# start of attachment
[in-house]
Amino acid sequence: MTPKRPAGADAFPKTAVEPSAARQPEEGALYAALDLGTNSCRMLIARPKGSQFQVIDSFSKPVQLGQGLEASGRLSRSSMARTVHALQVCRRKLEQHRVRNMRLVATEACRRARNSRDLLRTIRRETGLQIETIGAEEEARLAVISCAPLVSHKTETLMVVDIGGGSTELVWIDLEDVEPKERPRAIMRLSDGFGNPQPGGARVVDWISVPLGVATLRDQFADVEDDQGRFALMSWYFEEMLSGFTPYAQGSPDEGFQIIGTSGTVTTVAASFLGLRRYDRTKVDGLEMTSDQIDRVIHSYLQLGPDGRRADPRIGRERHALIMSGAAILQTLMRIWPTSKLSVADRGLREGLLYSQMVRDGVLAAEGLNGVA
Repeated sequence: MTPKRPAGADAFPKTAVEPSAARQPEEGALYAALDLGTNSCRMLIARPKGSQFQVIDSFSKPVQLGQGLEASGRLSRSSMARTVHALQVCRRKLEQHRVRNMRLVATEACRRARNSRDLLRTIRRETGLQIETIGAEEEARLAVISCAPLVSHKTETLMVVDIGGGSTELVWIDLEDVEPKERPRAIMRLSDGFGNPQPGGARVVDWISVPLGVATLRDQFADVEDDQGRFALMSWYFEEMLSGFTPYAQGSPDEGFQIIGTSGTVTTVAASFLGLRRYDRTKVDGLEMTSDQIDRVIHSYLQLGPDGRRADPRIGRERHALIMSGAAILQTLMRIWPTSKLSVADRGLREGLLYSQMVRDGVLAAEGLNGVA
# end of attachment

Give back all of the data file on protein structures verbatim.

[in-house]
Amino acid sequence: MTPKRPAGADAFPKTAVEPSAARQPEEGALYAALDLGTNSCRMLIARPKGSQFQVIDSFSKPVQLGQGLEASGRLSRSSMARTVHALQVCRRKLEQHRVRNMRLVATEACRRARNSRDLLRTIRRETGLQIETIGAEEEARLAVISCAPLVSHKTETLMVVDIGGGSTELVWIDLEDVEPKERPRAIMRLSDGFGNPQPGGARVVDWISVPLGVATLRDQFADVEDDQGRFALMSWYFEEMLSGFTPYAQGSPDEGFQIIGTSGTVTTVAASFLGLRRYDRTKVDGLEMTSDQIDRVIHSYLQLGPDGRRADPRIGRERHALIMSGAAILQTLMRIWPTSKLSVADRGLREGLLYSQMVRDGVLAAEGLNGVA
Repeated sequence: MTPKRPAGADAFPKTAVEPSAARQPEEGALYAALDLGTNSCRMLIARPKGSQFQVIDSFSKPVQLGQGLEASGRLSRSSMARTVHALQVCRRKLEQHRVRNMRLVATEACRRARNSRDLLRTIRRETGLQIETIGAEEEARLAVISCAPLVSHKTETLMVVDIGGGSTELVWIDLEDVEPKERPRAIMRLSDGFGNPQPGGARVVDWISVPLGVATLRDQFADVEDDQGRFALMSWYFEEMLSGFTPYAQGSPDEGFQIIGTSGTVTTVAASFLGLRRYDRTKVDGLEMTSDQIDRVIHSYLQLGPDGRRADPRIGRERHALIMSGAAILQTLMRIWPTSKLSVADRGLREGLLYSQMVRDGVLAAEGLNGVA